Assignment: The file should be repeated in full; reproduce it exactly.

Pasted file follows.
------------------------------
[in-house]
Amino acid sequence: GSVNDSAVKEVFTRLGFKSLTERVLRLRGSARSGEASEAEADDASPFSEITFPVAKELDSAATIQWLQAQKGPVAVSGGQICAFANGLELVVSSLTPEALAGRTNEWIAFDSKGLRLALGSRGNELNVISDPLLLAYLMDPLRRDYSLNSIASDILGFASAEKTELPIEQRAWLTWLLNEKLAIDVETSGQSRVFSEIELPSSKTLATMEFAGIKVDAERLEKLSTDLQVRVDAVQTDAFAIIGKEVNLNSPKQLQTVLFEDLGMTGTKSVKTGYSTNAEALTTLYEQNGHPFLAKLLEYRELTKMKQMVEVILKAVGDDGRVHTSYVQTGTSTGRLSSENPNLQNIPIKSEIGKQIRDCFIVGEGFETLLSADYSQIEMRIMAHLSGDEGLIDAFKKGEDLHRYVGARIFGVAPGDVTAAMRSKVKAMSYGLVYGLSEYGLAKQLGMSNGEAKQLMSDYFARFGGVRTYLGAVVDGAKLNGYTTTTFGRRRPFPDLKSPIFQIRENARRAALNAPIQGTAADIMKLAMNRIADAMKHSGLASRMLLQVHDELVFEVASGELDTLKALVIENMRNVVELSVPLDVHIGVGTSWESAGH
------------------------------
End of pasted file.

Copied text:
[in-house]
Amino acid sequence: GSVNDSAVKEVFTRLGFKSLTERVLRLRGSARSGEASEAEADDASPFSEITFPVAKELDSAATIQWLQAQKGPVAVSGGQICAFANGLELVVSSLTPEALAGRTNEWIAFDSKGLRLALGSRGNELNVISDPLLLAYLMDPLRRDYSLNSIASDILGFASAEKTELPIEQRAWLTWLLNEKLAIDVETSGQSRVFSEIELPSSKTLATMEFAGIKVDAERLEKLSTDLQVRVDAVQTDAFAIIGKEVNLNSPKQLQTVLFEDLGMTGTKSVKTGYSTNAEALTTLYEQNGHPFLAKLLEYRELTKMKQMVEVILKAVGDDGRVHTSYVQTGTSTGRLSSENPNLQNIPIKSEIGKQIRDCFIVGEGFETLLSADYSQIEMRIMAHLSGDEGLIDAFKKGEDLHRYVGARIFGVAPGDVTAAMRSKVKAMSYGLVYGLSEYGLAKQLGMSNGEAKQLMSDYFARFGGVRTYLGAVVDGAKLNGYTTTTFGRRRPFPDLKSPIFQIRENARRAALNAPIQGTAADIMKLAMNRIADAMKHSGLASRMLLQVHDELVFEVASGELDTLKALVIENMRNVVELSVPLDVHIGVGTSWESAGH